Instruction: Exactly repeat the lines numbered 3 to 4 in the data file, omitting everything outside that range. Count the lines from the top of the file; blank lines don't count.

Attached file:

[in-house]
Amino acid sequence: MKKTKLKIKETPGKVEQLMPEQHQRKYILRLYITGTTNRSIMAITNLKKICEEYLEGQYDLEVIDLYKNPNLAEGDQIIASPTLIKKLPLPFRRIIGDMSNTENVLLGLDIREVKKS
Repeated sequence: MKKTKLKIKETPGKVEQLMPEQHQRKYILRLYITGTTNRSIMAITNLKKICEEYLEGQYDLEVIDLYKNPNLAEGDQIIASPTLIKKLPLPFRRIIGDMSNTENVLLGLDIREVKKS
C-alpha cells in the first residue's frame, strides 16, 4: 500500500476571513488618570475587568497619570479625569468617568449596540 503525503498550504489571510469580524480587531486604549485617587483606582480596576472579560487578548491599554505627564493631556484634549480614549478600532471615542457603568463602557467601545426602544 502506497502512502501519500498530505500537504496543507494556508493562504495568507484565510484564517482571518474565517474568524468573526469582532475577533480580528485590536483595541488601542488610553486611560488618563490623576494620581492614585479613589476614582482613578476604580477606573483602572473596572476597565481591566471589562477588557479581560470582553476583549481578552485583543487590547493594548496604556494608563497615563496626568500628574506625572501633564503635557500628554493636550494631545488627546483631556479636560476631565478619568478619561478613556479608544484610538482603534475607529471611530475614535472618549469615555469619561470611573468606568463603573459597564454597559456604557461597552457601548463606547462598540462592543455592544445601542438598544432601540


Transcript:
Repeated sequence: MKKTKLKIKETPGKVEQLMPEQHQRKYILRLYITGTTNRSIMAITNLKKICEEYLEGQYDLEVIDLYKNPNLAEGDQIIASPTLIKKLPLPFRRIIGDMSNTENVLLGLDIREVKKS
C-alpha cells in the first residue's frame, strides 16, 4: 500500500476571513488618570475587568497619570479625569468617568449596540 503525503498550504489571510469580524480587531486604549485617587483606582480596576472579560487578548491599554505627564493631556484634549480614549478600532471615542457603568463602557467601545426602544 502506497502512502501519500498530505500537504496543507494556508493562504495568507484565510484564517482571518474565517474568524468573526469582532475577533480580528485590536483595541488601542488610553486611560488618563490623576494620581492614585479613589476614582482613578476604580477606573483602572473596572476597565481591566471589562477588557479581560470582553476583549481578552485583543487590547493594548496604556494608563497615563496626568500628574506625572501633564503635557500628554493636550494631545488627546483631556479636560476631565478619568478619561478613556479608544484610538482603534475607529471611530475614535472618549469615555469619561470611573468606568463603573459597564454597559456604557461597552457601548463606547462598540462592543455592544445601542438598544432601540